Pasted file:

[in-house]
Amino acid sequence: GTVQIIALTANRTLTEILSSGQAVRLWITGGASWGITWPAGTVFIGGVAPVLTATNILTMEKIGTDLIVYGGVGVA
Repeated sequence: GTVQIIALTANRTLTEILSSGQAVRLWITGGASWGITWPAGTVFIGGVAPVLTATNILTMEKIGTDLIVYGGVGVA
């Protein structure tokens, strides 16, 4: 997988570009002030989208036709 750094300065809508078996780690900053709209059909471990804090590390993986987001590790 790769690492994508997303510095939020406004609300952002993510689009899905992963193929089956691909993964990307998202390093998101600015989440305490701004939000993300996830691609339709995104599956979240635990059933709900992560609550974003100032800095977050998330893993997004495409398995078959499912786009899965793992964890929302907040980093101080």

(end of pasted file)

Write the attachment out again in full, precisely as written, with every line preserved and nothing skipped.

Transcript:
[in-house]
Amino acid sequence: GTVQIIALTANRTLTEILSSGQAVRLWITGGASWGITWPAGTVFIGGVAPVLTATNILTMEKIGTDLIVYGGVGVA
Repeated sequence: GTVQIIALTANRTLTEILSSGQAVRLWITGGASWGITWPAGTVFIGGVAPVLTATNILTMEKIGTDLIVYGGVGVA
């Protein structure tokens, strides 16, 4: 997988570009002030989208036709 750094300065809508078996780690900053709209059909471990804090590390993986987001590790 790769690492994508997303510095939020406004609300952002993510689009899905992963193929089956691909993964990307998202390093998101600015989440305490701004939000993300996830691609339709995104599956979240635990059933709900992560609550974003100032800095977050998330893993997004495409398995078959499912786009899965793992964890929302907040980093101080």